Reviews in Brief
Bah. If I put these off any longer, I’d have a kazillion books needing to be reviewed. So here are my brief opinions. If you want summaries, go to Amazon.
Chrysalis: Maria Sibylla Merian and the Secrets of Metamorphosis by Kim Todd. Although there isn’t too much known about Merian, naturalist and artist of the late 1600s, Todd does a good job at filling in the spaces. The biographer doesn’t merely focus on Merian’s life (interesting that she escaped her husband by going into a religious commune–divorce was not the thing to do back then–even though there was evidence that Merian wasn’t that religious). There’s also the context of the times to consider: the concept of metamorphosis–which had intrigued Merian her entire life–was closely tied to debunking some of the scientific theories of the day like preformation and spontaneous generation. Too bad the stuffy (ahem, male) scientists after her derided her for being commercialist (well, she had to sell off some of her scientific specimens to get food on the table) and fanciful (actually, a lot of her sketchbooks were “modified” by future artists who thought the new pictures would sell better). Really interesting reading on both scientific and feminist standpoints–highly recommended.
Mountains So Sublime by Terry Abraham. It’s a postcard sized book filled with old photographs, paintings, and drawings as well as excerpts of letters from 19th century British travelers to the Rockies. The thing I liked the best about this little book are the travelers’ descriptions–lush, vivid, a language lover’s dream. I didn’t pay very much attention to Abraham’s analysis (there is such thing as too much analysis) but he did have one important point. These British travelers were still steeped into the class system, and they viewed the “equal” American like British lower middle class. Through this lens their opinion, that Americans were crass in their industrial drive and myopic to the land around them, was much less out of any environmentalist attitude but more their own bias that certain people were better than others.
Night Life by Elizabeth Guest. Vampires in Vegas. This plotline has been done before, so ho-hum, right? Well, not exactly. Guest has managed to weave in vampire and Egyptian mythology to make a fresh concept. Unfortunately, this book suffered from an almost completely random side character cameo, a last minute villain, and an abrupt ending. I wonder if the author was forced to cut down on some stuff…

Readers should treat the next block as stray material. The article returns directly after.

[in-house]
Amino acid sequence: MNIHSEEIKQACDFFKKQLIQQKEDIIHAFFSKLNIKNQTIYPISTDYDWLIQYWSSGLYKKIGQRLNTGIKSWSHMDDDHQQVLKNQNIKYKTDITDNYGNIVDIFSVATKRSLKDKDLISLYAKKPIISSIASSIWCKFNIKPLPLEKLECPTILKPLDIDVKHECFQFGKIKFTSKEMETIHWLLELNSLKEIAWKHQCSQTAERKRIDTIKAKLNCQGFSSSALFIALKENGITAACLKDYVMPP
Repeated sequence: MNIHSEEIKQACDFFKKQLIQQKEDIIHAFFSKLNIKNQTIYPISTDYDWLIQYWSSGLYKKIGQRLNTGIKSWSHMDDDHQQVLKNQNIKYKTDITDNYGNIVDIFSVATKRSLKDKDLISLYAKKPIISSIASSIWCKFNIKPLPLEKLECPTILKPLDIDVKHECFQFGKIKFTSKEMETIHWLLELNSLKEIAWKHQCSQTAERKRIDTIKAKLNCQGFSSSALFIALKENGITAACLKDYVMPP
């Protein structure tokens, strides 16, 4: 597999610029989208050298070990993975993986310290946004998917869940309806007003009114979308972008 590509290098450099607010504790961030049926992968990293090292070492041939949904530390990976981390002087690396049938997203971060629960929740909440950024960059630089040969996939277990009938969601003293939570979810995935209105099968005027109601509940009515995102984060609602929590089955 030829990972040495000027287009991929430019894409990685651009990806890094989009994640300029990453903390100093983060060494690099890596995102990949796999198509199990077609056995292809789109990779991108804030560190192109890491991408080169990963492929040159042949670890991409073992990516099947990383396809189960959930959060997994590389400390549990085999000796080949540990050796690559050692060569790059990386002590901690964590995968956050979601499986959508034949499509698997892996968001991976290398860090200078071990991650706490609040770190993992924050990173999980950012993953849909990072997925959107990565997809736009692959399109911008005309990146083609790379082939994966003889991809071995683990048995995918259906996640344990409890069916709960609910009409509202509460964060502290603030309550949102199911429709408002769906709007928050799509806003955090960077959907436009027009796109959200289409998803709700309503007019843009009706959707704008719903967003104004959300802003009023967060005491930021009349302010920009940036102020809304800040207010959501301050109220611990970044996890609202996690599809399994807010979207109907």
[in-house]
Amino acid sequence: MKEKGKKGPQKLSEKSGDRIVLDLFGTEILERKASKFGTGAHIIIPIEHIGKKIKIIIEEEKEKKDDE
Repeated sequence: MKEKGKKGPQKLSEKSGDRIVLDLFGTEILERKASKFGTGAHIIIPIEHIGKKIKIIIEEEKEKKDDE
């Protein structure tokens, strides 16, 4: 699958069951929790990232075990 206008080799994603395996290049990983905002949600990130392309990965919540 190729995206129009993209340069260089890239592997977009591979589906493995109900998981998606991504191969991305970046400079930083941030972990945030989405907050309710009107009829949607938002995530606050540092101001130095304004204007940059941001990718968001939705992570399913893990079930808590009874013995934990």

100 Words To Make You Sound Smart edited by Susan Spitz et al. I’m not sure this even qualifies as a book. It’s more like a word list. A word list that brings to mind 11th grade vocabulary tests. They say these words will make you sound smart and not pretentious. I don’t think so. There were some words which I have a special fondness for (byzantine, scintillating) yet others that would make most speakers sound like they’re trying too hard (spartan, sycophant, philistine, narcissist). And then there are the words which I hope some people never learn (boondoggle) because like schadenfreude and kerfuffle it could be thrown into public overuse and misuse. My advice: use this for SAT prep, not for everyday conversation.
The River Knows by Amanda Quick. There was enough (perhaps heavy-handed) foreshadowing that anyone could tell who the bad guys were in this Victorian romantic suspense, but that didn’t stop me from reading it. The major problem I had with this novel is that I felt this sense of detachment between the main characters and the mystery they were trying to solve. Maybe it was because the psychological angst each of them were dealing with seemed a bit over the top. Or maybe it’s just Quick’s sly way of saying that the Victorians were an overwrought bunch. Anyways, the dialogue had me chuckling because the author was obviously making fun of genre assumptions and conventions.
The Demon You Know by Christine Warren. After the first two books of the series (She’s No Faerie Princess and Wolf at the Door) I was expecting another fun read. But, no. I found the heroine to be really, really, really annoying. I think it was this whole Catholic guilt thing she had going on. I mean, come on. Do all Catholics have this guilt complex? And the ending–a little too convenient.
Enslave Me Sweetly by Gena Showalter. You’d think that with aliens and secret agents, you’d have something resembling the X-files, but this is more like a thriller starring characters with strange skin colors. It was okay for about two-thirds of the way through the book–I can sort of buy into the scenario that two agents are trying to break up a sex slavery ring while (futilely) fighting their attraction for each other–but then it gets weird. For some reason, it put me into mind of Piers Anthony without the puns (which still isn’t necessarily a good thing). Jarring, to say the least.